Drawing on mildly psychedelic influences and living with a growing dislike of anyone meddling with their music, fiercely independent Texans White Denim are treading an unusual path.

Born in vibrant Austin – a rare liberal haven in the state – the four-piece almost collapsed in recent years, when two of the four members walked out to tour with another act. Having considered their future, remaining members James Petralli and Steve Terebecki came out publicly to say that despite a recent UK top twenty album, they weren’t sure they could carry on.

But carry on they did. Recruiting new members and re-routing their music to its original, slightly roughshod home turf, they abandoned the idea of producers, and reconnected with the shabby, garage-led sound of their early records. They also set themselves back up in their music-obsessed city, ploughing their own furrow far from watching eyes in a purpose build studio far from the eyes of record labels looking to spin their sound.

“Austin has so many venues that you could play every day of the week if you wanted to,” Terebecki says of the early days that have begun to inspire again. “I guess that helped us to forge our set up as a live band, which was really healthy. Now, we probably play in London more than we do in Austin. We had two albums out in the UK before we released the first one in the US, so we had a bit of a head start there, and we play a lot of shows in Europe compared the back home.”

White Denim are now seven albums deep, but their most recent effort ‘Stiff’ is unusual, in that it is such a throwback to the band that originally broke out of the Texan scene, and throws aside the more complex take of the last three or four records along the way.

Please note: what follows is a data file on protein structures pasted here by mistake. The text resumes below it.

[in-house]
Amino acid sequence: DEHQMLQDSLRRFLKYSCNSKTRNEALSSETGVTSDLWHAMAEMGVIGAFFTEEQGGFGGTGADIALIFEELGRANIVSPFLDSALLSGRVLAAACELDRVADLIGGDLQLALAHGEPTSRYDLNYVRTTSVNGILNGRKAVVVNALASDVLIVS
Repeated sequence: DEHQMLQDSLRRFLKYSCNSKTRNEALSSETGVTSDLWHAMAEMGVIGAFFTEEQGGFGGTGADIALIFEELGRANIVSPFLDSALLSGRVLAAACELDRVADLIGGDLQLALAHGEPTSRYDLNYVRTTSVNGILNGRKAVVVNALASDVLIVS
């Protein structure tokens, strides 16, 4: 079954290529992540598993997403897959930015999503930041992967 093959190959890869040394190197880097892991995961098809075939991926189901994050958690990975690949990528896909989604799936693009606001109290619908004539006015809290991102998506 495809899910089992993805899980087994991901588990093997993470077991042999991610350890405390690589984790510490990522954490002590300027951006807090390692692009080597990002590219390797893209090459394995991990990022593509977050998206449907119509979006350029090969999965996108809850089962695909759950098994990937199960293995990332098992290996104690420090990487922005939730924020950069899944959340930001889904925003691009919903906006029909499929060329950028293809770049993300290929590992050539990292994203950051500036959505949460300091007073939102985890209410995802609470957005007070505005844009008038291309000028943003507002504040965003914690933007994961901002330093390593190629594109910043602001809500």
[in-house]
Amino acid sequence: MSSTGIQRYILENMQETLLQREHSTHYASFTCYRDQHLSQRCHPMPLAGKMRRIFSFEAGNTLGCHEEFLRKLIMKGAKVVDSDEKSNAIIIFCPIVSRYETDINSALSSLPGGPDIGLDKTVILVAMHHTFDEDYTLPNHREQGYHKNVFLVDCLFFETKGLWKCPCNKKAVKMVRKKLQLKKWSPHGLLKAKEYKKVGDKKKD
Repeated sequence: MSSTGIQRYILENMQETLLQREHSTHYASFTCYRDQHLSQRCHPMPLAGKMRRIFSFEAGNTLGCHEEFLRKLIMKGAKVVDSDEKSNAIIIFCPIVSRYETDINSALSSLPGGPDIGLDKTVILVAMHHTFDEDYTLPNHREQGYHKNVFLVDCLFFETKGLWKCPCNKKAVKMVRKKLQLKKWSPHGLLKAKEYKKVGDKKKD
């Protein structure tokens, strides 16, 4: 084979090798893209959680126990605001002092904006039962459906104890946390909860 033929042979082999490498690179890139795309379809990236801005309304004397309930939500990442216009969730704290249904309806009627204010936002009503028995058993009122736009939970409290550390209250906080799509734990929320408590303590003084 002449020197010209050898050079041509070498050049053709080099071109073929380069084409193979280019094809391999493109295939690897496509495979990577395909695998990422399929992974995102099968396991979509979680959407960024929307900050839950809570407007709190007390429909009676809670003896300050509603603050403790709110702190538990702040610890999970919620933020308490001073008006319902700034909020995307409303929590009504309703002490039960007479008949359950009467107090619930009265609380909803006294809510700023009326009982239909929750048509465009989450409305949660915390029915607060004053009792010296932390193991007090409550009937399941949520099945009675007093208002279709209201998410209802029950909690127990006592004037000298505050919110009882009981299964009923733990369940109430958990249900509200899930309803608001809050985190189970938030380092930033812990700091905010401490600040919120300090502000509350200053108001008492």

“I don’t think too much has changed, really,” Terebecki says. “We used to listen to a lot of early 70s [Frank] Zappa, and we still do. We’re kind of all over the place, like that stuff. We don’t write for a record, particularly. We have enough tracks to put our another three or four records right now, but we’re writing them as individual tracks.”

“Instead, when it comes to releasing something, we look at what we have and how it will fit together as a whole. Starting with the new guys has really helped us grow. We had to relearn a lot of old songs with them, and they’re not easy songs to learn. It’s given us confidence that we can work it out and carry on.”

“They haven’t been contributing too much to the writing on the stuff we have out so far, but that’s changing now. They’ve hit it out of the park, really. We’re tighter than ever, and really happy with what we’re writing. It’s taken away the question marks that we had a couple of years ago, really.”

Shortly after I spoke Terebecki, White Denim announced their eighth album, ‘Side Effects’, which is likely to feature heavily in the forthcoming Dublin show, where the freshly-forged four-piece will refuse to toe the line.

“We’re not the type of band to play the ‘hits’ or even the same songs for many shows in a row. We also don’t change too much to suit an audience. We like extended instrumental, bridges, messing with our songs, stuff like that,” Terebecki says. “We think it works better, but I guess that’s for the audience to judge.”


Write A Comment